Economy


Improving the tax refund process




Let’s Talk Tax
By Jennylyn V. Reyes

Posted on August 01, 2017


There have been substantial developments in the reform of the tax system. The President, in his latest State of the Nation Address, sought the assistance of legislators to expedite the approval of the tax reform bill. A significant amendment in this tax reform bill is the lowering of individual income tax rates and estate tax rates. While the lowering of these tax rates is greatly anticipated, I believe that there are other areas in our tax laws which must be given attention to in order to provide adequate relief to taxpayers.

One particular area in our tax laws which must be addressed is the rules and procedures for claiming tax refunds. A major area of concern for taxpayers is the administration of the refund rules.

The application for a tax refund in the Philippines is tedious. As a rule, taxpayers applying for a refund are subject to a mandatory audit by the Bureau of Internal Revenue (BIR). In practice, tax audits conducted by the BIR involve all internal revenue taxes for the year of the claim and are not limited to the types of tax being sought for refund. This being so, taxpayers are obliged to provide voluminous documents to comply with the requirements of the BIR during the latter’s audit. Considering the scope of review of the revenue officers, tax audits usually take a long time. Based on experience, a tax audit may take one to five years.

Except for the input VAT refund related to the VAT zero-rated sales wherein the BIR is given 120 days from the taxpayer-applicant’s submission of complete documents to decide on the refund, it appears that our present Tax Code does not provide a certain period within which the BIR has to complete its evaluation for other types of tax refunds. Given the absence of an administrative deadline, the period of review is then subject to the discretion of the assigned revenue officers. Consequently, most cases for tax refund have been elevated to the courts without any action or decision on the part of the BIR. In this situation, taxpayers are forced to elevate their case to the courts even without the decision of the BIR in order to prevent the lapse of the two-year prescriptive period to file a refund claim.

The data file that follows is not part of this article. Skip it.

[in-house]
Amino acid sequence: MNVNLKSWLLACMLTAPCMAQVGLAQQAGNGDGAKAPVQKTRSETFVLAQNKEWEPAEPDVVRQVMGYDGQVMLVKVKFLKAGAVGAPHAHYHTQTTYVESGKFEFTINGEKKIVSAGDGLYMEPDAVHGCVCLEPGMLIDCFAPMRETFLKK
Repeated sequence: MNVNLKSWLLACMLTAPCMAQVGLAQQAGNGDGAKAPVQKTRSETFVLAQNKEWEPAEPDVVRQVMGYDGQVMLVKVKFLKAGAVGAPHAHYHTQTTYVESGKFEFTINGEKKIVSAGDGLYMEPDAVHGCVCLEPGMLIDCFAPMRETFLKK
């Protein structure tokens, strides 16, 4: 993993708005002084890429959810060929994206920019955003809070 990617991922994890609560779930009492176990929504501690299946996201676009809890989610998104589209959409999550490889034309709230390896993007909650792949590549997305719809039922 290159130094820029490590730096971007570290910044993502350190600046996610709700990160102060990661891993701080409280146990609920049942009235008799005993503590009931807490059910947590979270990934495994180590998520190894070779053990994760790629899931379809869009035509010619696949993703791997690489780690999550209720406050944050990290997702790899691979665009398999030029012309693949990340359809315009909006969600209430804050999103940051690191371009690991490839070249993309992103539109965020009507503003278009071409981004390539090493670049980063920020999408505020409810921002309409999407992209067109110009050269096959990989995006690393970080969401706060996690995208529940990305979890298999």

The agony of taxpayers seeking a refund usually does not end at the administrative level. At the court level, refund claims can take more than five years to be finally resolved up to the Supreme Court (SC). This is because, even if the taxpayer wins at the Court of Tax Appeals, the BIR, normally, will contest the ruling until the case reaches the SC. Considering the case load of the SC, it may take some time before a decision is rendered.

Given the state of the refund process in the Philippines, it makes the exercise very costly as taxpayers usually need to hire consultants to handle the refund, especially if the claim reaches the courts. Thus, when deciding on whether to claim a refund or not, taxpayers always have to do a cost-benefit analysis. The question that is always asked is, is the amount to be refunded worth all the work and cost?

It must be emphasized that the refund is actually the taxpayer’s money which was, in effect, advanced to the government. Thus, the foregoing scenario described above is frustrating for taxpayers since the latter is prevented from enjoying or using its own money due to the procedural inefficiencies in the refund process. Should the taxpayer eventually get the tax refund, the taxpayer is still at a disadvantage since it lost the time value of the money had the amount refunded been given immediately the BIR level. The taxpayer would have had the chance to earn interest on the amount refunded had it been deposited in the bank rather than letting it go stale in the coffers of the government during the long period of waiting for the resolution of the claim.

Considering the government’s promises of change, I hope that the current administration, with the support of the legislature, can bring meaningful change to our tax laws in order to provide relief to taxpayers who are unfairly deprived of their money due to our flawed tax refund process.

It bears stressing that clear tax rules play an important part in improving the ease of doing business here in the Philippines. Improving the tax refund process may help make our country more attractive for entrepreneurs and foreign investors, which in turn, could bring about development and inclusive growth.

Jennylyn V. Reyes is a tax manager with the Tax Advisory and Compliance division of P&A Grant Thornton.